PRAIRIE WOOD LILY Lilium philadelphicum
The plant is widely distributed in much of Canada from British Columbia to Quebec, and parts of the United States (Northeast and Great Lakes regions plus the Rocky and Appalachian Mountains).
Lilium philadelphicum grows to a height of approximately 30 to 90 centimeters. It produces red or orange blooms between June and August.
Lilium philadelphicum is listed as an endangered species in Maryland, New Mexico, Tennessee and North Carolina. Its status is a threatened species in Kentucky and Ohio.
As the Saskatchewan provincial floral emblem it is protected under the Provincial Emblems and Honours Act, and cannot be picked, uprooted or destroyed in any manner.
Cats are extremely sensitive to lily toxicity, and households and gardens that are visited by cats are advised against keeping this plant.
Type: Hardy perennial and native wildflower
Hardiness zones: 4-8
Location: Sun or
Bloom time: Summer
Seeds per pack: 5
Note: This plant species is known to have toxicity. Ingestion of these seeds or this plant can cause illness such as vomiting or diarrhea.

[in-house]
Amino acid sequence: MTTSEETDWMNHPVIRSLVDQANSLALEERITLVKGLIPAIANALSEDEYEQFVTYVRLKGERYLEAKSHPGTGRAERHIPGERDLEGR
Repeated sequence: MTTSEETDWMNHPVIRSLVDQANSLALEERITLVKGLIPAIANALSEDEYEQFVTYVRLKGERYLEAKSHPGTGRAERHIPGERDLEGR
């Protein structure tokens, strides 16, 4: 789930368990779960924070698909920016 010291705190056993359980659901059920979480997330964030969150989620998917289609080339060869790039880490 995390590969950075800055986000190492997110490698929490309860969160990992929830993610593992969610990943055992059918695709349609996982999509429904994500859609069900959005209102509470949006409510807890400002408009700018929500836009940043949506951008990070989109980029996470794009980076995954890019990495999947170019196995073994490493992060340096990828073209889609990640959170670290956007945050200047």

Germination: As with many perennials, these seeds can benefit from a period of moist cold to help them grow. This is done by giving them a cold 'winter' period (artificial or natural), and then a warming to simulate 'spring', and time to grow! Here's how this can be done:
Obtain a planting container that has holes in the bottom for excess water to drain. Place the seeds just under the surface of your growing medium, and water. Place your container in a cold area (but not freezing, perhaps a refrigerator) for 5-6 weeks. Once the cold period is completed, place the container at room temperature for them to germinate. Be sure to keep the soil moist during this entire germination period. Seedlings will sprout a few weeks, or occasionally several months, after the warming period.
Alternatively, these seeds can also be planted outdoors in fall, winter, or early spring, while temperatures are still cold (but ground is workable) to germinate naturally in spring. Be sure to mark the area where you planted them, and that the soil is consistently moist.